The entry point of the file was identified by using static analysis as shown in Figure 3. It also has an offset value from where it is going to deobfuscate code into memory which is executed later.
Figure 4, the execution of the deobfuscation routine continues until the counter reaches 2A3h which involves shift, XOR and rotate operations.
Once the counter reaches 2A3h, the execution is transferred to the deobfuscated code which sends a request to download the sample.
The code tries to download the file from http[:]//ultracams12[.]club and continues its execution. This is done using standard Windows API calls like InternetOpenA(), ShGetFolderPathA (), lstrcatA(), CreateFileA(), InternetReadFileA(), WriteFile() and CloseHandle().
This site and the files referring to the same has detections in VirusTotal as malicious. The serving IP address for the site and the files is 188.8.131.52 and the domain is registered from Brazil.
The downloaded files’ name was ChromeUpdater.exe and it’s properties are as shown in Figure 9. The downloaded file is also not digitally signed and its file size is around 8 KB.
From Figure 10, we can glean that the debug string and TimeStamp is suspicious.
We can see from Figure 11 that the file got downloaded into the startup folder and moved into AppData/Roaming folder using powershell, “powershell Move –Item –Force –Verbose –Path ./* -Destination ‘C:\Users\k7user\AppData\Roaming’“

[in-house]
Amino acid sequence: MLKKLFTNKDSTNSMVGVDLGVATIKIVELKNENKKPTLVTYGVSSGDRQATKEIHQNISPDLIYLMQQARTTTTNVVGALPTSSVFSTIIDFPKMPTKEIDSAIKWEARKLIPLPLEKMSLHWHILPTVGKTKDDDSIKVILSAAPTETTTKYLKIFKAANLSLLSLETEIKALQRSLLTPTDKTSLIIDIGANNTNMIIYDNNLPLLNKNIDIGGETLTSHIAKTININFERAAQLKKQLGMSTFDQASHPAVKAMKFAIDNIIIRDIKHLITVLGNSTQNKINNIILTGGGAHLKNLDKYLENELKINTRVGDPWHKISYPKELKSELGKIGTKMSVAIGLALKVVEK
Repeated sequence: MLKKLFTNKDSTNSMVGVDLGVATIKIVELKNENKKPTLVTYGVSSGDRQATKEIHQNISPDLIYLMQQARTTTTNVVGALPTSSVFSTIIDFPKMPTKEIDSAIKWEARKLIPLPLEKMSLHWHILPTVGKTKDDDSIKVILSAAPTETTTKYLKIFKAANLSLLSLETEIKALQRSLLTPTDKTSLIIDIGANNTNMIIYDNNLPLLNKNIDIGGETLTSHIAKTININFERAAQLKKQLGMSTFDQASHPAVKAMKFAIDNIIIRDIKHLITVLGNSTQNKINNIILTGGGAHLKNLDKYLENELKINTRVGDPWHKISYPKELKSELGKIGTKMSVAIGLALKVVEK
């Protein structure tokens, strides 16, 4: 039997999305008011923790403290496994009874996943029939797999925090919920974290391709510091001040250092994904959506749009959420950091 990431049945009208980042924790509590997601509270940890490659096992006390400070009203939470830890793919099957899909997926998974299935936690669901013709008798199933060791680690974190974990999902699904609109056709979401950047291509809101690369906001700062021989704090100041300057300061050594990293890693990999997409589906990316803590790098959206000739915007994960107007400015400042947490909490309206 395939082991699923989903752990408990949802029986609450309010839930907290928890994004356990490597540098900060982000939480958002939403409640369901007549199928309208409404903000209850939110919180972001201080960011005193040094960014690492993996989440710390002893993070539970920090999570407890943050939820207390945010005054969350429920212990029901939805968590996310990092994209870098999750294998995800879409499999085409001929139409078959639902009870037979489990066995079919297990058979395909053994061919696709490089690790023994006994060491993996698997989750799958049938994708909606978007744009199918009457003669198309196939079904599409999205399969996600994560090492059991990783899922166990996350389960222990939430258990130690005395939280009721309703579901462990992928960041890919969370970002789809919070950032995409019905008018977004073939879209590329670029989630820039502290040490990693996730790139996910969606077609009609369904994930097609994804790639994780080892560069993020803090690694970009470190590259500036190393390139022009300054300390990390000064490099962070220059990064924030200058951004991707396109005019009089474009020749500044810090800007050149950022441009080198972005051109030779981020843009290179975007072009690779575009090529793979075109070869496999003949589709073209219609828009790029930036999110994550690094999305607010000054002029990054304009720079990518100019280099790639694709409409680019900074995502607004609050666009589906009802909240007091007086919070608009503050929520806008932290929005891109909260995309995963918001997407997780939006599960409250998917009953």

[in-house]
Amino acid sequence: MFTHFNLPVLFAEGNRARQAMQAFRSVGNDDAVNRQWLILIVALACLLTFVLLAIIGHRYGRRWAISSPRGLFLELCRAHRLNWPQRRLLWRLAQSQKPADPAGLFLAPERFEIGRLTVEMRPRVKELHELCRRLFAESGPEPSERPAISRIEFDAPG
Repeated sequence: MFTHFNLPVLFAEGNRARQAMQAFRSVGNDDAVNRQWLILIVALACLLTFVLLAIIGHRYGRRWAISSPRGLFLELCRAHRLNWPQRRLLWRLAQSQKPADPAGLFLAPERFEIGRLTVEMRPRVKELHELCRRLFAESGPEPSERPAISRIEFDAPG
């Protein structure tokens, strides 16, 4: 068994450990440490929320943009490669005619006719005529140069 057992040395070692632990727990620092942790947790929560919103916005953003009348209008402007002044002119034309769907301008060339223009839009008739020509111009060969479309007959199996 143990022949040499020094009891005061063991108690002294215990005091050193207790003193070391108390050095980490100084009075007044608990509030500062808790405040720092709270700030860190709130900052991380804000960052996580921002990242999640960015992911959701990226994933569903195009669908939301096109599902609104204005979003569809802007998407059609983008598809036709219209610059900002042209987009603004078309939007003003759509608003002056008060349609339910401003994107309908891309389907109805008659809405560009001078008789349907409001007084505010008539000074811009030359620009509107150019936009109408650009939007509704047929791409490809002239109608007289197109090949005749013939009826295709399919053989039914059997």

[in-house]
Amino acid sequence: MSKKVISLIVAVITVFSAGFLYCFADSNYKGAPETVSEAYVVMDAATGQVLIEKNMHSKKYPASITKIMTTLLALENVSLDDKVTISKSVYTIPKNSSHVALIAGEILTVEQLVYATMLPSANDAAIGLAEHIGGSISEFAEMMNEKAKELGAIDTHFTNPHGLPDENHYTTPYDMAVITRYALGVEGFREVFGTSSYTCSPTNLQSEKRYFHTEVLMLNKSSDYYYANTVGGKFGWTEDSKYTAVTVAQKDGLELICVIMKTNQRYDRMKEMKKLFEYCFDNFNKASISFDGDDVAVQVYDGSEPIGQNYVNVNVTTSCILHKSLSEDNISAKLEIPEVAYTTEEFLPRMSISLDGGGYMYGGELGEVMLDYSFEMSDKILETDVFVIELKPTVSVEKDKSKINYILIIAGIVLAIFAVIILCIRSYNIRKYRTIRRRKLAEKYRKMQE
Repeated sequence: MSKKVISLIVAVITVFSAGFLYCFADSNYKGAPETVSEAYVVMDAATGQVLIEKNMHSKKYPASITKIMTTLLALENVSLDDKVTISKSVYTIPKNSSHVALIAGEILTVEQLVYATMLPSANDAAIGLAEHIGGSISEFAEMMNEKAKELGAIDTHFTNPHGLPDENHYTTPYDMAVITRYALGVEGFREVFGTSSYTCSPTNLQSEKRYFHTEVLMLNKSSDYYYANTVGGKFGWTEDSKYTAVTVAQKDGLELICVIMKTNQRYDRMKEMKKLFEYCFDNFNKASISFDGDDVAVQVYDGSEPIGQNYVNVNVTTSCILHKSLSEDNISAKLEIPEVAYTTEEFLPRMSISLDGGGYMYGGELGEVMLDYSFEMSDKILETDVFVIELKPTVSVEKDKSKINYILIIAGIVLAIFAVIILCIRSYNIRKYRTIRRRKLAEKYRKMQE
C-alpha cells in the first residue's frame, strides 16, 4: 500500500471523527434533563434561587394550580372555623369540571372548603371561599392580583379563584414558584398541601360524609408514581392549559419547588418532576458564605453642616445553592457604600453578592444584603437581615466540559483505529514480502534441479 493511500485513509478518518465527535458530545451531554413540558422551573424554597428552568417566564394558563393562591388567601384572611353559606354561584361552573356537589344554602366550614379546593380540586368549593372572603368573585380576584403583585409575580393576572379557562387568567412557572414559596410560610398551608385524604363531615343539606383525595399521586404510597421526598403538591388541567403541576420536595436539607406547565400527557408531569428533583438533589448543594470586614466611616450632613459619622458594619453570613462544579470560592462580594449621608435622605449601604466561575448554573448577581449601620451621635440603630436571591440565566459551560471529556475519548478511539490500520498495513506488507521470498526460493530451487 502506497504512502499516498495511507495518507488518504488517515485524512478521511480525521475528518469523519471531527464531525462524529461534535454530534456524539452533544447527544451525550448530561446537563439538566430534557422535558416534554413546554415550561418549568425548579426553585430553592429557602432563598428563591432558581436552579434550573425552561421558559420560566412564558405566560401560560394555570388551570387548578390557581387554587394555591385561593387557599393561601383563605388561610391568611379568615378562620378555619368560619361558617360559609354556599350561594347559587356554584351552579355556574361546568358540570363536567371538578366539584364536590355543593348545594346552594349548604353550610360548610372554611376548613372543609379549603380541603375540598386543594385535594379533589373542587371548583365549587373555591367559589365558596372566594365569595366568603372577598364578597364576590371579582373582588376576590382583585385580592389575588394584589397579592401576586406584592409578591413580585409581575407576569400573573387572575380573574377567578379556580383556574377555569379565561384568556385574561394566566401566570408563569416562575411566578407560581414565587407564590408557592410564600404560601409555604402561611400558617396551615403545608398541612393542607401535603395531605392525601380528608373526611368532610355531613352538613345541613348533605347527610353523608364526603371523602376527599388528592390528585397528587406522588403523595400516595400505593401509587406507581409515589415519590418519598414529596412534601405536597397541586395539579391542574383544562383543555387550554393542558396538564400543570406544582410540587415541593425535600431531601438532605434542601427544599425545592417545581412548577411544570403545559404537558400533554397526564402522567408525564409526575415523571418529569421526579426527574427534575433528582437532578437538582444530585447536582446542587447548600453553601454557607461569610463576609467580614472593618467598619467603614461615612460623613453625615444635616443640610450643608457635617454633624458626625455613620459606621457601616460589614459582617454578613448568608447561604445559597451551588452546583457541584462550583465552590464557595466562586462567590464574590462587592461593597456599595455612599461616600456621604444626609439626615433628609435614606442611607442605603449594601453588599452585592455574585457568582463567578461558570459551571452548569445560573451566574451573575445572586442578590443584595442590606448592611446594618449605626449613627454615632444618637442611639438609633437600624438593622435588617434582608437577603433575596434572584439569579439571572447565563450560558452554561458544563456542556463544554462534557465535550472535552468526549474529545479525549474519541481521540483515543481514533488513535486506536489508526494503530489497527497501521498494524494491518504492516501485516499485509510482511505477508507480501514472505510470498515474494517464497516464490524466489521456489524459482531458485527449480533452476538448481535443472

On further analysis, we observed that the entry point of the program and its timestamp is suspicious as can be seen from Figure 12.
In the main function where Form1 is set to run. When Form1 loads, the downloaded file is moved from the startup folder to Appdata/Roaming using powershell and adds the run entry to the registry as shown in Figure 14 and 15.
From Figure 16, we gleaned that chromeupdater.exe connects to a site which redirects to a possible phishing website. However, from Figure 15, we see that the code navigates to https[:]\\is.gd\A5EA3V which redirects to a Portuguese site http[:]\\futebol.sovideodahora.xyz\. This sample under consideration connects to adware and phishing sites and also downloads malware from those sites.